As well, when terminating any employee, any source of income that the company gives them must be evaluated and calculated into their notice period or severance pay. That includes items like cell phone plans, car allowances, bonuses, stock options, and any other allowances that the employee is given. Executive-level employees often receive more of these fringe benefits, especially when it comes to stock options, so all those forms of compensation must be assigned dollar values and factored into the analysis of the proper notice period or severance pay for that employee. 

 

Taken together, all these features of executive employment have meant that executive-level employees typically receive more notice or payment in lieu of notice when they are terminated from their position.

 

I’m an executive-level employee and I’ve been terminated. What now?

 

If you have just been terminated from an executive level position at a company, make sure to have a lawyer read over the documents or severance package that you were given to ensure that you are getting what you should be from the situation. A lawyer can help you determine whether your former company is treating you fairly based on your position, and they can help you decide if you should take legal action if you are in a position to do so.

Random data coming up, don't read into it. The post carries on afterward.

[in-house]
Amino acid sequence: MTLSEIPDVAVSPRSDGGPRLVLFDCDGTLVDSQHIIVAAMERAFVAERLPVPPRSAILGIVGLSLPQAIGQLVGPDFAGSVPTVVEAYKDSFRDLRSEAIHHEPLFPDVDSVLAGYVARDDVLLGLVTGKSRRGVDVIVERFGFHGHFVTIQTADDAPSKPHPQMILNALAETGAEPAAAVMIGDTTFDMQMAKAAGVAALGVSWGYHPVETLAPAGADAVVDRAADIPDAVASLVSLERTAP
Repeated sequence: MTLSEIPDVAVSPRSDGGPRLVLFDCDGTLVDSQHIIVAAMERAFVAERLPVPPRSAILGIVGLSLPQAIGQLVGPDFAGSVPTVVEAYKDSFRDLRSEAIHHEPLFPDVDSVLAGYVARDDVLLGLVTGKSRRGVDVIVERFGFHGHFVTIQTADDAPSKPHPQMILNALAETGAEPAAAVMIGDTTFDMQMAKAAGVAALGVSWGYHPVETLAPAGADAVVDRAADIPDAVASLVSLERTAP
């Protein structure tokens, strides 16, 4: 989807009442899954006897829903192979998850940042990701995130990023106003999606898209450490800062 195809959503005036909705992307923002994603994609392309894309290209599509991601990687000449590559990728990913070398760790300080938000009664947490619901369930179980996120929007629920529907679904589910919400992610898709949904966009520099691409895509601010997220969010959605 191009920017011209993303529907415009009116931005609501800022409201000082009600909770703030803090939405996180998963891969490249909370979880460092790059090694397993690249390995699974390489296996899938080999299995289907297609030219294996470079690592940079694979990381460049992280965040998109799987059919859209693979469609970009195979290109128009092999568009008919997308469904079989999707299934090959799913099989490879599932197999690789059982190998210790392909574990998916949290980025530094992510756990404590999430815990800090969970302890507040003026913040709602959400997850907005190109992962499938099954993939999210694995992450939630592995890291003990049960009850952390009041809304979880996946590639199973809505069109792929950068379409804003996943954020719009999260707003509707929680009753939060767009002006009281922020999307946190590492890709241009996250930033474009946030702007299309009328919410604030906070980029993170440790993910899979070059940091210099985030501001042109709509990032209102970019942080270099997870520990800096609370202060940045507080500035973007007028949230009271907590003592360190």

If your severance package does not adequately represent the level of your position, a lawyer may recommend that you take legal action to try to see a better outcome. Taking legal action will often involve start by writing a demand letter to your former company.

 

A demand letter will let your former company know that you want more than you were offered, and that if they do not make a new offer, you will proceed with further legal action. 

 

Conclusion

 

When terminating an employee, employers must give proper working notice of termination or payment in lieu of notice. How much notice or payment in lieu of notice they should be given will depend on the application of the Bardal factors to each individual case. 

 

When it comes to executive level employees who have been dismissed, the application of the Bardal factors tends to result in larger settlements for them. This reflects the nature of their position within the company. Since executive level positions are difficult to come by, pay more, and usually require a particular set of skills, all those factors must be reflected in the package given to an employee.

 

If you are an executive level employee who has been terminated from a position, make sure you reach out to a qualified employment lawyer at Achkar Law to make sure that you have been given a package that reflects your position. 

 

Contact Us

 

If you are an employer or an employee with questions about terminate executive level employees, our team of experienced human rights lawyers at Achkar Law can help. Contact us by phone toll-free at 1 (800) 771-7882 or email us at [email protected], and we will be happy to assist. 

 

If you are a small or medium-sized company looking for full-service support with a same-day response, visit our Chief Legal Officer Program page for our strategic solutions.